You may know the Fitbits as handy little doo-dads strapped onto wrists that help people chart their fitness, but now a Fitbit-style device (an accelerometer) is being used to unveil the secrets of group cohesion in baboons.
Researchers from the Max Planck institute of Animal Behaviour, Germany, sought to understand the costs and benefits of moving in groups. To do this, they attached accelerometers to a troop of baboons moving through the wild, as detailed in a new study published in Proceedings of the Royal Society B.
Group living is a common feature among all sorts of animals, including many of our primate cousins. The benefits of group living include protection from predators and the teaching of skills, but there can be associated physical costs, too.
“Anybody who has tried to walk with a toddler knows the challenges of moving with someone who has a different physical ability,” says first author Roi Harel, “but cracking open this mystery in wild animal groups required technology to catch up.”
Baboons, according to the study authors, live in societies of up to 150 individuals, ranging from 30kg adult males to infants, and they travel in mixed-age groups. To understand how members of the group adjust their speed to suit the collective, the researchers attached GPS trackers and accelerometers (like Fitbits) to 25 wild baboons at the Mpala Research Centre in Kenya.
The GPS data showed where the animals moved, while the accelerometers gave high-resolution information about movement including speed and number of steps.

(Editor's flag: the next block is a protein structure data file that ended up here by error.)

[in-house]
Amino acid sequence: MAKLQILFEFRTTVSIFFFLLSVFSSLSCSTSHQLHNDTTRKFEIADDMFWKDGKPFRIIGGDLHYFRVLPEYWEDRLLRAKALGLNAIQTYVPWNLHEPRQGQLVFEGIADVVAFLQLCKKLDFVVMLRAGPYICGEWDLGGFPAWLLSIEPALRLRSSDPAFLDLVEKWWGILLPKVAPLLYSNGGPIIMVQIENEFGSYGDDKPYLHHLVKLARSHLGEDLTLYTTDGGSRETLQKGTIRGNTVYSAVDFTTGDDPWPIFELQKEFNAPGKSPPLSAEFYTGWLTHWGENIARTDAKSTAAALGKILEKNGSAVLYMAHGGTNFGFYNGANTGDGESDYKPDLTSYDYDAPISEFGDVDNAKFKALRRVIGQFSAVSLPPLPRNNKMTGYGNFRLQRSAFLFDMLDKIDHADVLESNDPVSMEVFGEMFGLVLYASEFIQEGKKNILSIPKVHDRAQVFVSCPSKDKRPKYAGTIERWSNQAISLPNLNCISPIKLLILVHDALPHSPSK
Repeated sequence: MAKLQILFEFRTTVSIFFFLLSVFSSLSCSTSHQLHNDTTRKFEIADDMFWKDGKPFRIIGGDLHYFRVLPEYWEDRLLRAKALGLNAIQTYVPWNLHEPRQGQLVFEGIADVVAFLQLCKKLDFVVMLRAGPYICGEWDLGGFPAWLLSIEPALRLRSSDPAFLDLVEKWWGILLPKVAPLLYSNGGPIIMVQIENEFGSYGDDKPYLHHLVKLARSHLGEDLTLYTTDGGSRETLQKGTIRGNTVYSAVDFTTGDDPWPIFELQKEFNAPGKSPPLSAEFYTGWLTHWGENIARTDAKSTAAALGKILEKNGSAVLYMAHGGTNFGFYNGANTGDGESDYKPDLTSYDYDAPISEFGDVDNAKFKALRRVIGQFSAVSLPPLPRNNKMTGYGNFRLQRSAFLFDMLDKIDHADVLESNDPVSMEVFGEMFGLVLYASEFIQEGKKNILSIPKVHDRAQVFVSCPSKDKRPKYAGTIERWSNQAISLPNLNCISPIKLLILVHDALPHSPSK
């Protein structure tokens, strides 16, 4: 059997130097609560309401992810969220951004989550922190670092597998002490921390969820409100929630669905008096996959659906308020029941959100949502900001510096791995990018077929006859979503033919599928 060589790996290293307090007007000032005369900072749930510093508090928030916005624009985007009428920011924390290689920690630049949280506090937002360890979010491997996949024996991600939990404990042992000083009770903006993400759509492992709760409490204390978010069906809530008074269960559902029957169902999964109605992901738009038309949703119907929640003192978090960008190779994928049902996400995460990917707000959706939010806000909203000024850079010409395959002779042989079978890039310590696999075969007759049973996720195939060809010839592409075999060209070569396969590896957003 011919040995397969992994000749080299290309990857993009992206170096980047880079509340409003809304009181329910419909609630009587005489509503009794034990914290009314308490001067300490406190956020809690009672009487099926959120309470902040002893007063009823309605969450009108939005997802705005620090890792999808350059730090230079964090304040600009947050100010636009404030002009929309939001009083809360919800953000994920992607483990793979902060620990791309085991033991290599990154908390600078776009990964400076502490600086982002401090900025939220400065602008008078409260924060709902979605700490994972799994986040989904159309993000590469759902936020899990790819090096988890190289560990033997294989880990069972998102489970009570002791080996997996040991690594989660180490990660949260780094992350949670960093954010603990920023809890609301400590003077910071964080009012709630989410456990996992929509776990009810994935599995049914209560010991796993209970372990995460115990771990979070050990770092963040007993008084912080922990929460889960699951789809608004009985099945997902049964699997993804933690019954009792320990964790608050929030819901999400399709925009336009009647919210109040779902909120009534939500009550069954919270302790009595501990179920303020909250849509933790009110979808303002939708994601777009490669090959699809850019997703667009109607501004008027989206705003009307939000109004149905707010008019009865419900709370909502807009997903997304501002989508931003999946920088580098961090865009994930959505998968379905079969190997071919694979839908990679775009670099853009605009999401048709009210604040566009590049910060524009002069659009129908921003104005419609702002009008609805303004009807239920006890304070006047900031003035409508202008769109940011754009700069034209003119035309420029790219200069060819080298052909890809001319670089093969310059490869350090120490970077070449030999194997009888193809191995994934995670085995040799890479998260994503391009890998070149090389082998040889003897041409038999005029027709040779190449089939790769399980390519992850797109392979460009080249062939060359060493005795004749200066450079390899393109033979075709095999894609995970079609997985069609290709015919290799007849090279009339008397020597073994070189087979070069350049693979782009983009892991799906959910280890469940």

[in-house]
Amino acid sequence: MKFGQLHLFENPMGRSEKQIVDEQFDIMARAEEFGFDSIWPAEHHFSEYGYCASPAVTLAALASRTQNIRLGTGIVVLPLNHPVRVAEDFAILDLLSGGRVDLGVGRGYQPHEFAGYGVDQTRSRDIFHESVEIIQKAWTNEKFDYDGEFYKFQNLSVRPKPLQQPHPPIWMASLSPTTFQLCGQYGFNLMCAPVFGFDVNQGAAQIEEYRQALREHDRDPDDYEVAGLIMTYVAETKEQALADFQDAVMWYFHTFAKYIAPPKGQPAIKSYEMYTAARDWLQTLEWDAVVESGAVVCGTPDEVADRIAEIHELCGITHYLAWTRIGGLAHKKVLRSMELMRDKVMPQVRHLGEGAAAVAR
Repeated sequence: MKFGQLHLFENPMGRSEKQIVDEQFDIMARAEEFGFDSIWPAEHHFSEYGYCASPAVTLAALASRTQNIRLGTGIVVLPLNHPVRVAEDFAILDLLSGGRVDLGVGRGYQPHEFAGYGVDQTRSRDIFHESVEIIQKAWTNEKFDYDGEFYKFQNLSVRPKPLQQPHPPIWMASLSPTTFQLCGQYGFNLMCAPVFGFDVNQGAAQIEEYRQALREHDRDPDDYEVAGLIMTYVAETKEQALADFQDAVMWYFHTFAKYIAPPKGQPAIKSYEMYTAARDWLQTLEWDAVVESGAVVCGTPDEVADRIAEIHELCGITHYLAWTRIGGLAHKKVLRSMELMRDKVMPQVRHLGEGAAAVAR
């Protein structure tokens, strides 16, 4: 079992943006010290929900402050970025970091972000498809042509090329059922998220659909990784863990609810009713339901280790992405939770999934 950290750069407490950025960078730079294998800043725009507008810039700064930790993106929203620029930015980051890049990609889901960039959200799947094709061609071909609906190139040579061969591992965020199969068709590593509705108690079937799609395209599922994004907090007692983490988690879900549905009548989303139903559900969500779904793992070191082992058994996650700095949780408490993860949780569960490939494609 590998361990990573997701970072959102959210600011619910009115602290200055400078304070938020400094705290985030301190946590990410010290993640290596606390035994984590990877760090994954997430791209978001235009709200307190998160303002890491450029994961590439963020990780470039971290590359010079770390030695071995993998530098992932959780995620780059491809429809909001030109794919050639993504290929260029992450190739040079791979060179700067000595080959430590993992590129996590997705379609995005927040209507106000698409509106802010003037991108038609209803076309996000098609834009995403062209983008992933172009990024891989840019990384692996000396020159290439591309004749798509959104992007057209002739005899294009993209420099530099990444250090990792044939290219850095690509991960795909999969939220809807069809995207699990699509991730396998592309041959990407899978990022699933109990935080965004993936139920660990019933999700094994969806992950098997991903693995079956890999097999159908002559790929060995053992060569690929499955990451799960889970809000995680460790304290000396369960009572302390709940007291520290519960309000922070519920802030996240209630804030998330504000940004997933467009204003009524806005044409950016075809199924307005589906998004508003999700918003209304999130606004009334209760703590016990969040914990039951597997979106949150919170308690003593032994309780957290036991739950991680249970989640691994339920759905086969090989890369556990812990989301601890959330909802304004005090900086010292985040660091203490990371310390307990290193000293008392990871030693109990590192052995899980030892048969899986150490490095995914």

The researchers found that while all members of the group adjust their preferred speed to some degree to match the collective, the littlest members footed the greatest energy bill, exerting themselves to keep up with the rest.
“The leg is like a big pendulum that you are swinging and that leads to a preferred gait, which translates into preferred speed of movement,” says Harel. But, despite having a preferred speed, all the animals in the group adjusted their speed to match the animals near to them. The researchers credit this to democratic processes unusual in an extremely hierarchical species.
“The dominant male clearly wields power over other baboons in one-on-one interactions,” says Harel. “But when it comes to collective movement, it seems like a shared decision-making process drives the group.”
Harel suggests the smallest animals may pay the highest cost because they have the most to lose from a lack of group cohesion, being vulnerable and juvenile.
Senior author Meg Crofoot, director of the Ecology of Animal Societies at the institute, has been studying this particular troop since 2012, but says this new study is a first for animal movement research.
“Locomotor capacity clearly governs the way animal societies move, but so far it’s been confined to laboratory studies,” she says. “The revolution in wearable technology now makes it possible to take locomotion research into the wild.”
The team hopes the study will help direct future research into the movement of socially cohesive animals through their natural environments.
“Maybe the differing locomotor ability of individual animals actually puts an upper limit on how large groups can be? Maybe it forces certain individuals to group together, like mothers caring for toddlers? Maybe it’s driving complex organisation?” poses Crofoot.
“Now we have a way of studying locomotion in the wild, we can finally merge this into how we think about the structure of animal societies.”
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Amalyah Hart has a BA (Hons) in Archaeology and Anthropology from the University of Oxford and an MA in Journalism from the University of Melbourne.
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